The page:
May 27 Friday
September 8 - September 26 | Tuesdays 6-9pm & Saturdays 9am - 12pm
Members $95 | Non-Members $100
Satisfy your curiosity, and experience a fun and thorough introduction to throwing on the potter’s wheel under the instruction of Roy Deibert. Learn the skills necessary to throw cylinders, cups, bowls and more in this exciting class. Your instructor guides you through the process of throwing, shaping and trimming pots on the wheel. Basic surface decoration and glazing techniques are also demonstrated. This class is designed for students with little or no experience on the potter’s wheel or are looking to brush-up old skills. All tools and clay are included in registration fee.
Participation in this class entitles you to access the Open Pottery Studio for the duration of the class while a volunteer is present. To view the Open Pottery Studio Schedule, click here. This class satisfies the prerequisite requirements for enrolling in Open Pottery Studio.
For more information or to sign up, please visit: https://dahl.citysoft.com/index.cfm?fuseaction=calendar.eventDetail&eventId=4
May 28 Saturday
FREE! Relaxed, outdoor art market featuring original art, artist demos and outdoor workshops. Held at BronzeAge sculpture foundry, 1110 N Weber, east side of Falls Park. On 4th Saturdays in summer, stroll the lawn and check out a changing variety of local pottery, paintings, jewelry, wood, metal, glass and fiber arts. In May, drop-by for free ongoing workshops anytime 9:00am to 1:00pm: rock painting for all ages, how-to transition a lawn to native perennial plants or create a design for a cast-iron tile ($35/tile) for an upcoming community iron pour. At 11:00am learn iron casting basics and at 11:30 learn how bronze sculptures are made. Short walk across the river to the Falls Park Farmers Market. Ample on-site parking at BronzeAge. Website: http://www.bronzeageartcasting.com/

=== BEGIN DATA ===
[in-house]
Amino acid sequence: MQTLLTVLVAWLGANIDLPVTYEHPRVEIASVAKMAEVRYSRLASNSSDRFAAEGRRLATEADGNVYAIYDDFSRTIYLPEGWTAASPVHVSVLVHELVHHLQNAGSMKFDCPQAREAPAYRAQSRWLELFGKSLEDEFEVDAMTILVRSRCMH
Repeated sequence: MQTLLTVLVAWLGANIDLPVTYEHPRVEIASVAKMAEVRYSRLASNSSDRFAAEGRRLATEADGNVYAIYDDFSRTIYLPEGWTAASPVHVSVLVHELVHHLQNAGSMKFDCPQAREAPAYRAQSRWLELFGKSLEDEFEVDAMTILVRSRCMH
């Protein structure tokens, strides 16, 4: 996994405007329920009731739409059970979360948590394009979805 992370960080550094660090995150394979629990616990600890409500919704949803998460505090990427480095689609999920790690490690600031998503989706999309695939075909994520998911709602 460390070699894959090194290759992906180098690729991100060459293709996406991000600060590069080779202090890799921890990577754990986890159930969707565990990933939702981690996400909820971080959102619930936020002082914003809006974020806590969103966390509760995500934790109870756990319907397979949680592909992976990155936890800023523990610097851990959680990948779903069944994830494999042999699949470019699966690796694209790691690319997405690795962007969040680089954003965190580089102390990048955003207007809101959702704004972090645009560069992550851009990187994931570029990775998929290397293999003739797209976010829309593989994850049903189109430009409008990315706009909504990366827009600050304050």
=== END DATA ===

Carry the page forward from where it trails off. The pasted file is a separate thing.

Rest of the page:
Drawn from the world's largest collection of Harvey Dunn paintings , "Harvey Dunn: Decades" shares a chronological selection of 4 - 5 works from all five decades of Harvey Dunn’s career. The exhibition starts with an early drawing from 1901 - 1902 created during Dunn’s time as a student at South Dakota Agricultural College (now South Dakota State University). The exhibition ends with one of the latest and most famous works by Dunn from 1950, "The Prairie is My Garden." The exhibition includes illustrations, war works, prairie paintings, landscapes, and sketches. It gives a glimpse of the evolution of Dunn’s work across time and the range and consistency of his practice.